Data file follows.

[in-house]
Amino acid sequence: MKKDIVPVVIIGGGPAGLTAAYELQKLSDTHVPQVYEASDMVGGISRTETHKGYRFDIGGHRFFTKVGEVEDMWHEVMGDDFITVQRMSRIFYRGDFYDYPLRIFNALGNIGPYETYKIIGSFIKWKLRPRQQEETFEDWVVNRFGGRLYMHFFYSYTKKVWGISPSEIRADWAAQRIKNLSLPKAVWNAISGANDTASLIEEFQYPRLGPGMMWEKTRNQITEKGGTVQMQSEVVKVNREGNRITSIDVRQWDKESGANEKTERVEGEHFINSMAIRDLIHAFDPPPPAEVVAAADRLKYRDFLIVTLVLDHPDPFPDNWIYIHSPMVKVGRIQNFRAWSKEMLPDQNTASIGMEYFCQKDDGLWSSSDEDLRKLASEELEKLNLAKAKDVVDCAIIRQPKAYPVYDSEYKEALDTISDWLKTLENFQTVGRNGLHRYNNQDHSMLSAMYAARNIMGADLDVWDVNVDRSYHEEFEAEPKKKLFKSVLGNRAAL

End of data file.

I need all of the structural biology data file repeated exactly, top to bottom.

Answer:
[in-house]
Amino acid sequence: MKKDIVPVVIIGGGPAGLTAAYELQKLSDTHVPQVYEASDMVGGISRTETHKGYRFDIGGHRFFTKVGEVEDMWHEVMGDDFITVQRMSRIFYRGDFYDYPLRIFNALGNIGPYETYKIIGSFIKWKLRPRQQEETFEDWVVNRFGGRLYMHFFYSYTKKVWGISPSEIRADWAAQRIKNLSLPKAVWNAISGANDTASLIEEFQYPRLGPGMMWEKTRNQITEKGGTVQMQSEVVKVNREGNRITSIDVRQWDKESGANEKTERVEGEHFINSMAIRDLIHAFDPPPPAEVVAAADRLKYRDFLIVTLVLDHPDPFPDNWIYIHSPMVKVGRIQNFRAWSKEMLPDQNTASIGMEYFCQKDDGLWSSSDEDLRKLASEELEKLNLAKAKDVVDCAIIRQPKAYPVYDSEYKEALDTISDWLKTLENFQTVGRNGLHRYNNQDHSMLSAMYAARNIMGADLDVWDVNVDRSYHEEFEAEPKKKLFKSVLGNRAAL